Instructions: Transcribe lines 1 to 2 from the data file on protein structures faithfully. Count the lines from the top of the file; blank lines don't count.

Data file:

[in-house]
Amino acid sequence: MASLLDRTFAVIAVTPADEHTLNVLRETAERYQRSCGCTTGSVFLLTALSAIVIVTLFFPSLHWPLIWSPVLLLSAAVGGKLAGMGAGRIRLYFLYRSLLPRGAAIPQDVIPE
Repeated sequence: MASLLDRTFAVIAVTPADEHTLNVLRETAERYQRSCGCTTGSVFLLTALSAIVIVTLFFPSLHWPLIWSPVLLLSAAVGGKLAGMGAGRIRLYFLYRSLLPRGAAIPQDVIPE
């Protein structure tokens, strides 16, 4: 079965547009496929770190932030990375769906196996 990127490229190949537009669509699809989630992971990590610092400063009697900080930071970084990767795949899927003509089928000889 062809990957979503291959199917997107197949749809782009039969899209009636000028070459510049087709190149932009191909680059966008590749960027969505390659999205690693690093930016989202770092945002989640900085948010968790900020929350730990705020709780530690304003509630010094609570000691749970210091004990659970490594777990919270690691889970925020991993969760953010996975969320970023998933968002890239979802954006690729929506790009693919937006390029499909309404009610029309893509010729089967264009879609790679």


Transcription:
[in-house]
Amino acid sequence: MASLLDRTFAVIAVTPADEHTLNVLRETAERYQRSCGCTTGSVFLLTALSAIVIVTLFFPSLHWPLIWSPVLLLSAAVGGKLAGMGAGRIRLYFLYRSLLPRGAAIPQDVIPE